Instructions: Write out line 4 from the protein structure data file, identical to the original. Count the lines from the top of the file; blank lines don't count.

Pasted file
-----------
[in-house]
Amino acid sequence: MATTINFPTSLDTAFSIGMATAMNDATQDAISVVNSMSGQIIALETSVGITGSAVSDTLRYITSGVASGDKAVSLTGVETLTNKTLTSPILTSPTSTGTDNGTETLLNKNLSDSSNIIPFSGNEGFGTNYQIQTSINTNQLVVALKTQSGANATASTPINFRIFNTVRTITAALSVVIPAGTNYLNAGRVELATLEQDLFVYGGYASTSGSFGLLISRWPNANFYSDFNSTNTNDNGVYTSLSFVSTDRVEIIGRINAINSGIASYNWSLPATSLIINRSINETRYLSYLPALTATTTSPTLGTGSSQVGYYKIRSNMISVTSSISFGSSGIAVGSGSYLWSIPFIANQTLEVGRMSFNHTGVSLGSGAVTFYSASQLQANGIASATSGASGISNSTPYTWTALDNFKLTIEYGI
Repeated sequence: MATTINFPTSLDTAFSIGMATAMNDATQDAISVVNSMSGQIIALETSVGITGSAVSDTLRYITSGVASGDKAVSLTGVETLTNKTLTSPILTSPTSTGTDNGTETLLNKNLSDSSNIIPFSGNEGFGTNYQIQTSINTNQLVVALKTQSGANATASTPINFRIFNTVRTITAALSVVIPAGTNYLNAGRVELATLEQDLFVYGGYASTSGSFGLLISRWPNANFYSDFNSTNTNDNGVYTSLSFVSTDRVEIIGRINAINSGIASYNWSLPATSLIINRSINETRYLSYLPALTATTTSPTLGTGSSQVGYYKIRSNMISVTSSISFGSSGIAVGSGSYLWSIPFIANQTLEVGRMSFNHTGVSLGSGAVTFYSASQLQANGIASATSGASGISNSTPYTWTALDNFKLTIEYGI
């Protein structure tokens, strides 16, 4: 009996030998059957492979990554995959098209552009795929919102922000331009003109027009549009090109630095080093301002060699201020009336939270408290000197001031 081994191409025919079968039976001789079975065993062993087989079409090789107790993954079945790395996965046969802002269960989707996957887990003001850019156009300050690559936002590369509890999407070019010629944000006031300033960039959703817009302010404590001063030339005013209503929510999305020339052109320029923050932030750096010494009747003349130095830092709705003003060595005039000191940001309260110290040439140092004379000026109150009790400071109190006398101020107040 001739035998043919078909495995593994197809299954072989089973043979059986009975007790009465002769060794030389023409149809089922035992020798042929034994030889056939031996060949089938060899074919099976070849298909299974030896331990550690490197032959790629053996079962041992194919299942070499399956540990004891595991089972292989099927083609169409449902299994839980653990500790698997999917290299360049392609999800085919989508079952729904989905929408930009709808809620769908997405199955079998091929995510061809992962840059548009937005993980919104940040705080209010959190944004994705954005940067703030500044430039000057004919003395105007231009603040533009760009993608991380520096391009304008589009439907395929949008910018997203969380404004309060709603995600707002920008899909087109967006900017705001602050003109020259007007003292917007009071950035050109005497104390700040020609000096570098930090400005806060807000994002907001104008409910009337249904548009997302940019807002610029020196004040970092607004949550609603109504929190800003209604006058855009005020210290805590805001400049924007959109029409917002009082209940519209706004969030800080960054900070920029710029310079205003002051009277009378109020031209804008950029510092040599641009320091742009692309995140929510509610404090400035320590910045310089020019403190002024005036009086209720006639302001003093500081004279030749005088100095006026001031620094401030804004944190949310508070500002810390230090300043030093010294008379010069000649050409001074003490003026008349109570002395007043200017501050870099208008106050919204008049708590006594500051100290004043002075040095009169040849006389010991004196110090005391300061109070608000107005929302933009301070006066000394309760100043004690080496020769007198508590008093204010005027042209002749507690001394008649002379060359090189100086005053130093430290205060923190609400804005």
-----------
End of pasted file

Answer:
């Protein structure tokens, strides 16, 4: 009996030998059957492979990554995959098209552009795929919102922000331009003109027009549009090109630095080093301002060699201020009336939270408290000197001031 081994191409025919079968039976001789079975065993062993087989079409090789107790993954079945790395996965046969802002269960989707996957887990003001850019156009300050690559936002590369509890999407070019010629944000006031300033960039959703817009302010404590001063030339005013209503929510999305020339052109320029923050932030750096010494009747003349130095830092709705003003060595005039000191940001309260110290040439140092004379000026109150009790400071109190006398101020107040 001739035998043919078909495995593994197809299954072989089973043979059986009975007790009465002769060794030389023409149809089922035992020798042929034994030889056939031996060949089938060899074919099976070849298909299974030896331990550690490197032959790629053996079962041992194919299942070499399956540990004891595991089972292989099927083609169409449902299994839980653990500790698997999917290299360049392609999800085919989508079952729904989905929408930009709808809620769908997405199955079998091929995510061809992962840059548009937005993980919104940040705080209010959190944004994705954005940067703030500044430039000057004919003395105007231009603040533009760009993608991380520096391009304008589009439907395929949008910018997203969380404004309060709603995600707002920008899909087109967006900017705001602050003109020259007007003292917007009071950035050109005497104390700040020609000096570098930090400005806060807000994002907001104008409910009337249904548009997302940019807002610029020196004040970092607004949550609603109504929190800003209604006058855009005020210290805590805001400049924007959109029409917002009082209940519209706004969030800080960054900070920029710029310079205003002051009277009378109020031209804008950029510092040599641009320091742009692309995140929510509610404090400035320590910045310089020019403190002024005036009086209720006639302001003093500081004279030749005088100095006026001031620094401030804004944190949310508070500002810390230090300043030093010294008379010069000649050409001074003490003026008349109570002395007043200017501050870099208008106050919204008049708590006594500051100290004043002075040095009169040849006389010991004196110090005391300061109070608000107005929302933009301070006066000394309760100043004690080496020769007198508590008093204010005027042209002749507690001394008649002379060359090189100086005053130093430290205060923190609400804005």